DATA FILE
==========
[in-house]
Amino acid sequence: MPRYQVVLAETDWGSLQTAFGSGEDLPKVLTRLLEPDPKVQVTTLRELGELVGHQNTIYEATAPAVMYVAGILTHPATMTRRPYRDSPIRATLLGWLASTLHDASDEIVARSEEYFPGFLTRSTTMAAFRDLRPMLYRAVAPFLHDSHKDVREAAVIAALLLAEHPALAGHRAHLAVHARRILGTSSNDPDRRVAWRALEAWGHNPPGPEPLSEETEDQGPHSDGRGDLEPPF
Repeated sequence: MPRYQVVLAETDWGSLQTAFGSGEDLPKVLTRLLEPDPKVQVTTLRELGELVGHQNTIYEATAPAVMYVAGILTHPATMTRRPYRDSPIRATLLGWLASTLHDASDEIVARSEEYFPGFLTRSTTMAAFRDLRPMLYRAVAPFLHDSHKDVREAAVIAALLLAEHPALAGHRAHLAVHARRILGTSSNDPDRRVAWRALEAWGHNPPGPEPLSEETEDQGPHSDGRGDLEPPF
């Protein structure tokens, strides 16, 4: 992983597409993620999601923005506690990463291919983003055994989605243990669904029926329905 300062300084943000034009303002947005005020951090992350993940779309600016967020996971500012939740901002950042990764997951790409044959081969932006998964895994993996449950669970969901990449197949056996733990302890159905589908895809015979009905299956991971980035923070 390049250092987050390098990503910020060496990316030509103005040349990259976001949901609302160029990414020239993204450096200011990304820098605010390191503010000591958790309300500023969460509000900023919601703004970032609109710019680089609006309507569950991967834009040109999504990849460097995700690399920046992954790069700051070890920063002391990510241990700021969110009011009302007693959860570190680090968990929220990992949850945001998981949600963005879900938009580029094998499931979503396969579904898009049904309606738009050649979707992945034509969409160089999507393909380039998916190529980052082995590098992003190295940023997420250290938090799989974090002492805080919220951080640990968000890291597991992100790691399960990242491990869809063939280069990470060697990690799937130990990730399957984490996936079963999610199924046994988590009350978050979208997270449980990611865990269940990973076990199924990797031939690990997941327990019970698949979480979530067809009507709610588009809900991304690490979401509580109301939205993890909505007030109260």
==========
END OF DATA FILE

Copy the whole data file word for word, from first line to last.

[in-house]
Amino acid sequence: MPRYQVVLAETDWGSLQTAFGSGEDLPKVLTRLLEPDPKVQVTTLRELGELVGHQNTIYEATAPAVMYVAGILTHPATMTRRPYRDSPIRATLLGWLASTLHDASDEIVARSEEYFPGFLTRSTTMAAFRDLRPMLYRAVAPFLHDSHKDVREAAVIAALLLAEHPALAGHRAHLAVHARRILGTSSNDPDRRVAWRALEAWGHNPPGPEPLSEETEDQGPHSDGRGDLEPPF
Repeated sequence: MPRYQVVLAETDWGSLQTAFGSGEDLPKVLTRLLEPDPKVQVTTLRELGELVGHQNTIYEATAPAVMYVAGILTHPATMTRRPYRDSPIRATLLGWLASTLHDASDEIVARSEEYFPGFLTRSTTMAAFRDLRPMLYRAVAPFLHDSHKDVREAAVIAALLLAEHPALAGHRAHLAVHARRILGTSSNDPDRRVAWRALEAWGHNPPGPEPLSEETEDQGPHSDGRGDLEPPF
């Protein structure tokens, strides 16, 4: 992983597409993620999601923005506690990463291919983003055994989605243990669904029926329905 300062300084943000034009303002947005005020951090992350993940779309600016967020996971500012939740901002950042990764997951790409044959081969932006998964895994993996449950669970969901990449197949056996733990302890159905589908895809015979009905299956991971980035923070 390049250092987050390098990503910020060496990316030509103005040349990259976001949901609302160029990414020239993204450096200011990304820098605010390191503010000591958790309300500023969460509000900023919601703004970032609109710019680089609006309507569950991967834009040109999504990849460097995700690399920046992954790069700051070890920063002391990510241990700021969110009011009302007693959860570190680090968990929220990992949850945001998981949600963005879900938009580029094998499931979503396969579904898009049904309606738009050649979707992945034509969409160089999507393909380039998916190529980052082995590098992003190295940023997420250290938090799989974090002492805080919220951080640990968000890291597991992100790691399960990242491990869809063939280069990470060697990690799937130990990730399957984490996936079963999610199924046994988590009350978050979208997270449980990611865990269940990973076990199924990797031939690990997941327990019970698949979480979530067809009507709610588009809900991304690490979401509580109301939205993890909505007030109260």